- 1900 U.S. census, Windham County, Vermont, Londonderry, population schedule, enumeration district (ED) 253, p. 134(A) (stamped), dwelling 142, family 157, Esther E. Aldrich; digital image, Ancestry.com (http://www.ancestry.com : accessed 26 Nov 2013); citing National Archive microfilm publication T623, roll 1695. ↩
- 1910 U.S. census, Windham County, Vermont, Londonderry, population schedule, enumeration district (ED) 253, p. 149(A) (stamped), dwelling 57, family 59, Ester Aldrich; digital image, Ancestry.com (http://www.ancestry.com : accessed 26 Nov 2013); citing National Archive microfilm publication T624, roll 1618. ↩
- 1920 U.S. census, Windham County, Vermont, Londonderry, population schedule, enumeration district (ED) 118, p. 141(A) (stamped), dwelling 187, family 214, Esther E. Aldrich, mother-in-law, in household of Nobel H. Rawson; digital image, Ancestry.com (http://www.ancestry.com : accessed 26 Nov 2013); citing National Archive microfilm publication T625, roll 1876. ↩
- Windham County, Vermont, Probate Court, Westminster District, Guardian File A-1, Esther E. Aldrich, application for guardian, 17 Sep 1920; Vermont Public Records Office, Midddlesex; digital images, “Vermont, Windham County, Westminster District, Probate Records, 1781-1921,” FamilySearch (https://familysearch.org : accessed 26 Nov 2013). ↩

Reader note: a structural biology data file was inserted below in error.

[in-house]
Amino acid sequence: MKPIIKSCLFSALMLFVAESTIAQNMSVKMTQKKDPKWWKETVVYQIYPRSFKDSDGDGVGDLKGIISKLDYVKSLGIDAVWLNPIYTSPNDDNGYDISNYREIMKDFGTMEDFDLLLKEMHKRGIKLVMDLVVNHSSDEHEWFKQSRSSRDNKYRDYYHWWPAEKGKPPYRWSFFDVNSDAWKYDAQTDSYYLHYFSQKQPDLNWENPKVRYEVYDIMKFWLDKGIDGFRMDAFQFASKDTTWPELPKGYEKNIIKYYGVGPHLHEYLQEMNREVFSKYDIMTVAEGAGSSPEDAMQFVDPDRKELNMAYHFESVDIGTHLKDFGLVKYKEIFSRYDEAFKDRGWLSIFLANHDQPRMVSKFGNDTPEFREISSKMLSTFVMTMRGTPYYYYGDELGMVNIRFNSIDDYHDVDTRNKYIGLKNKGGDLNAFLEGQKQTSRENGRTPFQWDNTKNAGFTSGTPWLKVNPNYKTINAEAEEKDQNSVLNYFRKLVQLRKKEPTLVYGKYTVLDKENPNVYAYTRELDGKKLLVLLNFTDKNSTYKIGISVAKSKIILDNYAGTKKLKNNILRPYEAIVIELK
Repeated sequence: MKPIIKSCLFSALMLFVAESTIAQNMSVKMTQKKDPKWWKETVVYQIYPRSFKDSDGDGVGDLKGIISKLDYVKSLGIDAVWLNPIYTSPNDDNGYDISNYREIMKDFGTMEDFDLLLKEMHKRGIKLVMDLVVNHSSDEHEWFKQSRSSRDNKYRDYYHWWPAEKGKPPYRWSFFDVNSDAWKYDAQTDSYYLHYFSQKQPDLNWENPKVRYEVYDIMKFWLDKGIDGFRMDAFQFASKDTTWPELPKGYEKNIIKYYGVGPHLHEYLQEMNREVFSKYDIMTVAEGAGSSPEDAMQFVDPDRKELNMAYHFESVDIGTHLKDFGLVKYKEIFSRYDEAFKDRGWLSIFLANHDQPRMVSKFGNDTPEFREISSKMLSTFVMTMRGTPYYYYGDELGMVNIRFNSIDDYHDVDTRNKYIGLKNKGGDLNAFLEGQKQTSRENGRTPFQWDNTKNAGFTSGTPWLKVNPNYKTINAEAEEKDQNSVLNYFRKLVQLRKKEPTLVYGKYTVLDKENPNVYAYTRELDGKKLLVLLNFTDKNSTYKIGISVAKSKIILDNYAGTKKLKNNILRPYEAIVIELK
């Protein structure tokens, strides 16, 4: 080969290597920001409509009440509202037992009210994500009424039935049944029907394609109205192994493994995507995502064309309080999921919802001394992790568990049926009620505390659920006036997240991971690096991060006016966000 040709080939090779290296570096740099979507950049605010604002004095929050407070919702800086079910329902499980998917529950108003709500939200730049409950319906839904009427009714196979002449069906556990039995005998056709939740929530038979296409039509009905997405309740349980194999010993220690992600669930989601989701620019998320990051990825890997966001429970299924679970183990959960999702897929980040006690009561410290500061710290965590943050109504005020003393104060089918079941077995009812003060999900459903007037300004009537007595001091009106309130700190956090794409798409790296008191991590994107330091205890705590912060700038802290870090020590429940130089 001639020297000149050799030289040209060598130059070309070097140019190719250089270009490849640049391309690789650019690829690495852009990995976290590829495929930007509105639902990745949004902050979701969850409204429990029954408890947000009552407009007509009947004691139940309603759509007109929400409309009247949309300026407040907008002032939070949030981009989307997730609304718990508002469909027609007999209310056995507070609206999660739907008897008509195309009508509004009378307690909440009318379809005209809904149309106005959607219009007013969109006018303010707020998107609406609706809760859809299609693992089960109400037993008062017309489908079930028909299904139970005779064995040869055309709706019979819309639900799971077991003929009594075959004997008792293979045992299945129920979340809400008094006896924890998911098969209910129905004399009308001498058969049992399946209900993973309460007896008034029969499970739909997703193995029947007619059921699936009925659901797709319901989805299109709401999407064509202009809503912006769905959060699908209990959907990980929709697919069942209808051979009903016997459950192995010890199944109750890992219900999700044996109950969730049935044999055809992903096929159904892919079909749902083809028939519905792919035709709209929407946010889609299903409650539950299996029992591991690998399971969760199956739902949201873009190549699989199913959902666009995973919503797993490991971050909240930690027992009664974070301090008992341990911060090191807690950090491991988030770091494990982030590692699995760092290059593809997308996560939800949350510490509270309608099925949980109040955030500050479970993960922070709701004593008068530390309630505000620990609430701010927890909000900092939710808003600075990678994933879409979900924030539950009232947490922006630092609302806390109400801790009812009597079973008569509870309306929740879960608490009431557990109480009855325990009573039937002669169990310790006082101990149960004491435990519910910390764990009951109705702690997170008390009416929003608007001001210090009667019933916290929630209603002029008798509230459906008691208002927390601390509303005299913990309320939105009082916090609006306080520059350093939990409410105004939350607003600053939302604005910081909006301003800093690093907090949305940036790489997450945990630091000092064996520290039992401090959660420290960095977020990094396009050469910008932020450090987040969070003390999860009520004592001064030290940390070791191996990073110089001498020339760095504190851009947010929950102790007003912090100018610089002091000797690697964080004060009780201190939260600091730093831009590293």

- Okay, so you have to be of a certain age to get the reference. But you could look it up. Wikipedia (http://www.wikipedia.com), “Trix (cereal),” rev. 25 Nov 2013. ↩
- Henry Campbell Black, A Dictionary of Law (St. Paul, Minn. : West, 1891), 552, “guardian.” ↩
- Ibid. ↩
- See e.g. §3159, “For insane persons,” in The Public Statutes of Vermont, 1906: Including the Public Acts of 1906 (Concord, N.H. : State of Vermont, 1907), 639; digital images, Google Books (http://books.google.com : accessed 26 Nov 2013). ↩
- “Purpose of Voluntary Guardianships,” Vermont Probate Division, State of Vermont Judiciary (https://www.vermontjudiciary.org/ : accessed 26 Nov 2013). ↩
- Windham Co., Vt., Probate Court, Westminster District, Guardian File A-1, inventory of estate, 18 Oct 1920. ↩
- See 1900 U.S. census, Windham Co., Vt., Londonderry, pop. sched., ED 253, p. 134(A) (stamped), dwell. 139, fam. 154, Homer J Twitchell, son in law in household of Cyrus Kingsbury. ↩
- Jamaica, Vermont, Town Records, death card, Addie M. Gardner, 27 Dec 1924; index and digital images, “Vermont, Vital Records, 1760-1954,” FamilySearch (https://familysearch.org : accessed 26 Nov 2013). ↩
- Londonderry, Vermont, Town Records, death card, Esther Eliza Aldrich, 19 Jan 1921; FamilySearch (https://familysearch.org : accessed 26 Nov 2013). ↩